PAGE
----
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In brief

Chrysler ups incentives

Chrysler Group LLC said Wednesday it is offering $4,500 in cash toward the purchase of a new vehicle as it seeks to match a government incentive for people to trade in their old gas guzzlers.

The automaker said it will offer cash or zero percent financing for six years on most of its 2009 Chrysler, Dodge or Jeep models. The incentive begins today and lasts through Aug. 31.

Chrysler said in a statement that buyers are eligible for the new incentive even if they are not trading in a vehicle under the government’s “cash for clunkers” legislation.

According to the auto Web site Edmunds.com, 16 Chrysler vehicles are fuel efficient enough to qualify a shopper for a voucher under cash for clunkers, so long as the trade-in vehicle qualifies as well.

Air Products plans cuts

Air Products & Chemicals Inc. reported fiscal third-quarter profit that rose 61 percent and said it will cut more jobs and close more plants to reduce expenses.

Net income in the three months through June climbed to $113.2 million, or 53 cents a share, from $70.1 million, or 32 cents, a year earlier, Allentown-based Air Products said Wednesday. Sales tumbled 28 percent to $1.98 billion in the quarter.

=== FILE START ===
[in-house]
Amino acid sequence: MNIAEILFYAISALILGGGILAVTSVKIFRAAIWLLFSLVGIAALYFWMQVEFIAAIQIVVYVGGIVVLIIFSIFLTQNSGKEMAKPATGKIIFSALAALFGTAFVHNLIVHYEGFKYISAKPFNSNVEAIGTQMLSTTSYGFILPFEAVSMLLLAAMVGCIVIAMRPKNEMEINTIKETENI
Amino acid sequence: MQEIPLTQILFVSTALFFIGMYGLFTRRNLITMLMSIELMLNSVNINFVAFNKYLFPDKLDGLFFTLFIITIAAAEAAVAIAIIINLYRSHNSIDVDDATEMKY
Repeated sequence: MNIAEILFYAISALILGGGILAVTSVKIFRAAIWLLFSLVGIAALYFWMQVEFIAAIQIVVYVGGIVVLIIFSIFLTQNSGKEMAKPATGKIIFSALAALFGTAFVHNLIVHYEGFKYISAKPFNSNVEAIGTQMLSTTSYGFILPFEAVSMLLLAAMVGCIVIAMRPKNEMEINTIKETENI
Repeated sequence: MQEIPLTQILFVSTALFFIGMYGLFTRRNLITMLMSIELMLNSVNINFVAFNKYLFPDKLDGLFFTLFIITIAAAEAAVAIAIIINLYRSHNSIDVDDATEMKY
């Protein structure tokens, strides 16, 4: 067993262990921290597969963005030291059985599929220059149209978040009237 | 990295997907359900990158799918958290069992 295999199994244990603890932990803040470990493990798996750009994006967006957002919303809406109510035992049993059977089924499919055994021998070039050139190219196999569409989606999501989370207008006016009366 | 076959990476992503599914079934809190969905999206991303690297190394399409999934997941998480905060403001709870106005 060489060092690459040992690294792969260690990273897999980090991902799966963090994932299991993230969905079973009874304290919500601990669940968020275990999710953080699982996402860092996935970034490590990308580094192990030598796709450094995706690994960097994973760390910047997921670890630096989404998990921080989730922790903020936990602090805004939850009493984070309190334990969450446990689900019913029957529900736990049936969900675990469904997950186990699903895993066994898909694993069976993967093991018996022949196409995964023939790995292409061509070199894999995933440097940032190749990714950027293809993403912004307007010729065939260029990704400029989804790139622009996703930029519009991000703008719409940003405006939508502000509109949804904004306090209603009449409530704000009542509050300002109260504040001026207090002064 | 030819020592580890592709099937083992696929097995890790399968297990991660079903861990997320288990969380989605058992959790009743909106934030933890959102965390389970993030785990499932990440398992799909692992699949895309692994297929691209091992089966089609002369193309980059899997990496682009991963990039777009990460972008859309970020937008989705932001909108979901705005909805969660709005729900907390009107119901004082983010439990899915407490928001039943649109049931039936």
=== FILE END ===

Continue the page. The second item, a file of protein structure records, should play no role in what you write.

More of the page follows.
The company is eliminating an additional 1,150 jobs, or 6 percent of the workforce, as the global recession trims demand for gases used to make metals, chemicals and electronics. Air Products employs about 150 at its Hanover Township plant.

Windows 7 ready to go

Microsoft Corp. says Windows 7 is complete.

The software maker sent the final code for its next computer operating system to manufacturers Wednesday, and said it’s still on track for an Oct. 22 launch.

The new operating system will launch into a much tougher climate than Vista did. PC shipments are expected to fall this year for the first time since 2001.

China wants buck bolstered

China will press Washington at high-level economic talks next week to protect Chinese assets in the United States by following policies that keep the dollar stable, a finance official said.

Chinese officials worry that massive U.S. stimulus spending might spark inflation that would erode the value of the dollar and China’s holdings of U.S. government debt.

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